- £135,000 for a zero-emission coach or bus with a total capacity for at least 60 passengers.
David Kelly, Director for Scotland at the Community Transport Association said: “We hope this vital funding will build on the success of the Plugged-In Communities Grant Fund to close the net zero funding gap faced by local charities, community groups and social enterprises, delivering accessible transport solutions across the country.
“We welcome the changes to phase two which will require consortia to include smaller and non-profit operators and lead to greater investment in community transport. Our members look forward to closer collaboration with partners across the bus sector to ensure no community is left behind in our journey to net zero.”
Companies that offer repowering, which replaces the diesel engine of a vehicle with an electric powertrain, welcomed the news that phase two will provide £50,000 in financial assistance towards such conversions.
Kleanbus’s ePowertrain Module combines components from leading Tier 1 suppliers with its own integration technology and proprietary software which can convert a bus, whether single or double-decker, from ICE to fully electric quickly and cost-effectively.
Once the e-drivetrain solution has been designed and tested, it takes less than two weeks to repower an individual bus, and Kleanbus says it is already in advanced talks with multiple Scottish bus and coach companies to convert vehicles.
Joe Tighe, Co-founder and CEO of Kleanbus, said: “I am delighted the Scottish Government has recognised the role repowering has in the transition to a zero-emission bus and coach fleet.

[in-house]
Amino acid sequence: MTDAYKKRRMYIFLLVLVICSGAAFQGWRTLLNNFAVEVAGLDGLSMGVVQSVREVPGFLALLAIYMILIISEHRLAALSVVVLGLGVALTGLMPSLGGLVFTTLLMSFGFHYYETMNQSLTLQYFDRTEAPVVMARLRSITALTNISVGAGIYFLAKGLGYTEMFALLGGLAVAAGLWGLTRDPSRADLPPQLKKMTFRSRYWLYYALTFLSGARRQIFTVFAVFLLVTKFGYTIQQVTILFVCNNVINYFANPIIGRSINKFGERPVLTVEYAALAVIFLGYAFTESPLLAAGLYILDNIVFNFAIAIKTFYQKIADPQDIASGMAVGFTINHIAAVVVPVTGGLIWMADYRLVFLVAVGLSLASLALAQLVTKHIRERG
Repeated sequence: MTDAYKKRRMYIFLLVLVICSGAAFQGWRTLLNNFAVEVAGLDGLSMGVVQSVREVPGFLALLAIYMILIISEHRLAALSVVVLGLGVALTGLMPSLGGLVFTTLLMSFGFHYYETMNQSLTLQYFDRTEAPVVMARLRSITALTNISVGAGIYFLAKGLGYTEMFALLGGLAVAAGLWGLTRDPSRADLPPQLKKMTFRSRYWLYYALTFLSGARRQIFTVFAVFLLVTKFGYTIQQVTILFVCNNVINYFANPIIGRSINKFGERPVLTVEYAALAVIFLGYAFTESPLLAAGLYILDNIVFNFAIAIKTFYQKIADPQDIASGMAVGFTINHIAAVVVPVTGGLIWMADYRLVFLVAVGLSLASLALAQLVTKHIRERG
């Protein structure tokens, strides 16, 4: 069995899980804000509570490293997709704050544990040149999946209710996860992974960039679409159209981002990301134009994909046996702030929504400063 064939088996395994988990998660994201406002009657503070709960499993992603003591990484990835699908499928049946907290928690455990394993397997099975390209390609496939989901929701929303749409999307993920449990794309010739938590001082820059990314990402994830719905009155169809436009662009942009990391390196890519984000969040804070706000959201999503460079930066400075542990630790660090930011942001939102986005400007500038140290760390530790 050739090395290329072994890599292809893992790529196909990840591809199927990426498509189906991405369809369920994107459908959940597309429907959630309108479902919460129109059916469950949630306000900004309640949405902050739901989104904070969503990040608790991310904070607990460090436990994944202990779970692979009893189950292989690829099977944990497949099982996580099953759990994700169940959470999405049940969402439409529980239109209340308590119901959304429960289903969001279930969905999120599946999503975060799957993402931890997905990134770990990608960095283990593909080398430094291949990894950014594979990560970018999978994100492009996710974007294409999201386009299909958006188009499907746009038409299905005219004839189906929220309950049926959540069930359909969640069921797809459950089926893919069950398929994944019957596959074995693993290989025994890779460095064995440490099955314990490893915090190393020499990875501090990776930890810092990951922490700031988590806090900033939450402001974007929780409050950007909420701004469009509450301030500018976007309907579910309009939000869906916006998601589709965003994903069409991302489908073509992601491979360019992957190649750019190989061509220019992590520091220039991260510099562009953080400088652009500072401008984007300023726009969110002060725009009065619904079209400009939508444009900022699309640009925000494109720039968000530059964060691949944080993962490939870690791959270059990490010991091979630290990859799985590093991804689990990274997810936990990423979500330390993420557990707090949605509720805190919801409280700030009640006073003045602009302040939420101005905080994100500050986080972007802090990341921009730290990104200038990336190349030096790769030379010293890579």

“The £50,000 incentive towards the cost of an individual repower is a highly significant sum which makes the case for repowering even more compelling, and will result in a real and rapid difference to Scotland’s air quality.
“Repowering existing buses with the latest in electric powertrains is quick, cost-effective and the optimum use of resources. It is an ideal upcycling solution for diesel vehicles, avoiding unnecessary scrappage as operators move to electric fleets.”
Meanwhile, Equipmake’s repower technology is tailored to specific operator requirements, with service routes simulated to ensure the correct battery power level is selected for optimum performance and efficiency, with driving ranges of 150 to 250 miles.
According to the company, each conversion comes in at less than a third of the price of a new electric bus with the new ScotZEB grant included.
Ian Foley, CEO of Equipmake, said the new round of funding will speed up the transition and support jobs across the UK.
“This innovative initiative will enable fleets to go electric quickly and even more cost-effectively, helping them bridge the gap between diesel and a new electric bus fleet,” he said.
“Repowering the drivetrains of existing buses with electric technology at scale can rapidly and dramatically reduce pollution and provide the UK bus industry with a much-needed shot in the arm.”
Applications to ScotZEB2 close on 15 September.